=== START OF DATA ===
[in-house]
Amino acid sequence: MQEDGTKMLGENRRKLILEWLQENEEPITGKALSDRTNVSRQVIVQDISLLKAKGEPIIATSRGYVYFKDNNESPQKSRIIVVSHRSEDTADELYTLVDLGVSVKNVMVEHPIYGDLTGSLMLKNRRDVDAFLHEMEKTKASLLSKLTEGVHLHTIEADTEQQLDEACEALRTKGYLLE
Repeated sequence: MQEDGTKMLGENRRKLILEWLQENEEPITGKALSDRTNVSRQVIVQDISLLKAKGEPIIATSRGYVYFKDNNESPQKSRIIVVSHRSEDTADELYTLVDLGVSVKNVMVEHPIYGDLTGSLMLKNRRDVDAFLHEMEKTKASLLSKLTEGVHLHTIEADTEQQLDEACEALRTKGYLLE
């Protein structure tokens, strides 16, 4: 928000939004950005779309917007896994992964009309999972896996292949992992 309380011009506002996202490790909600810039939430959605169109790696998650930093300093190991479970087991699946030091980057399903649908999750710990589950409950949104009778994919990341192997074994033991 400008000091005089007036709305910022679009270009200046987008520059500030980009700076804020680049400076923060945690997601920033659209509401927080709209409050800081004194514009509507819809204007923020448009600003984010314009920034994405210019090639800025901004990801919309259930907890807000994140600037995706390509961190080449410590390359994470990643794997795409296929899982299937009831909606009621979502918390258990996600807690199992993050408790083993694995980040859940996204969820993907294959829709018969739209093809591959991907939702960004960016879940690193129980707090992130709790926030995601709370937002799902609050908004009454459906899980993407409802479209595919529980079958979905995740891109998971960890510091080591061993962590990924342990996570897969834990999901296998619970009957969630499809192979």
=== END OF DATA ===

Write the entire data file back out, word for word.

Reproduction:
[in-house]
Amino acid sequence: MQEDGTKMLGENRRKLILEWLQENEEPITGKALSDRTNVSRQVIVQDISLLKAKGEPIIATSRGYVYFKDNNESPQKSRIIVVSHRSEDTADELYTLVDLGVSVKNVMVEHPIYGDLTGSLMLKNRRDVDAFLHEMEKTKASLLSKLTEGVHLHTIEADTEQQLDEACEALRTKGYLLE
Repeated sequence: MQEDGTKMLGENRRKLILEWLQENEEPITGKALSDRTNVSRQVIVQDISLLKAKGEPIIATSRGYVYFKDNNESPQKSRIIVVSHRSEDTADELYTLVDLGVSVKNVMVEHPIYGDLTGSLMLKNRRDVDAFLHEMEKTKASLLSKLTEGVHLHTIEADTEQQLDEACEALRTKGYLLE
């Protein structure tokens, strides 16, 4: 928000939004950005779309917007896994992964009309999972896996292949992992 309380011009506002996202490790909600810039939430959605169109790696998650930093300093190991479970087991699946030091980057399903649908999750710990589950409950949104009778994919990341192997074994033991 400008000091005089007036709305910022679009270009200046987008520059500030980009700076804020680049400076923060945690997601920033659209509401927080709209409050800081004194514009509507819809204007923020448009600003984010314009920034994405210019090639800025901004990801919309259930907890807000994140600037995706390509961190080449410590390359994470990643794997795409296929899982299937009831909606009621979502918390258990996600807690199992993050408790083993694995980040859940996204969820993907294959829709018969739209093809591959991907939702960004960016879940690193129980707090992130709790926030995601709370937002799902609050908004009454459906899980993407409802479209595919529980079958979905995740891109998971960890510091080591061993962590990924342990996570897969834990999901296998619970009957969630499809192979």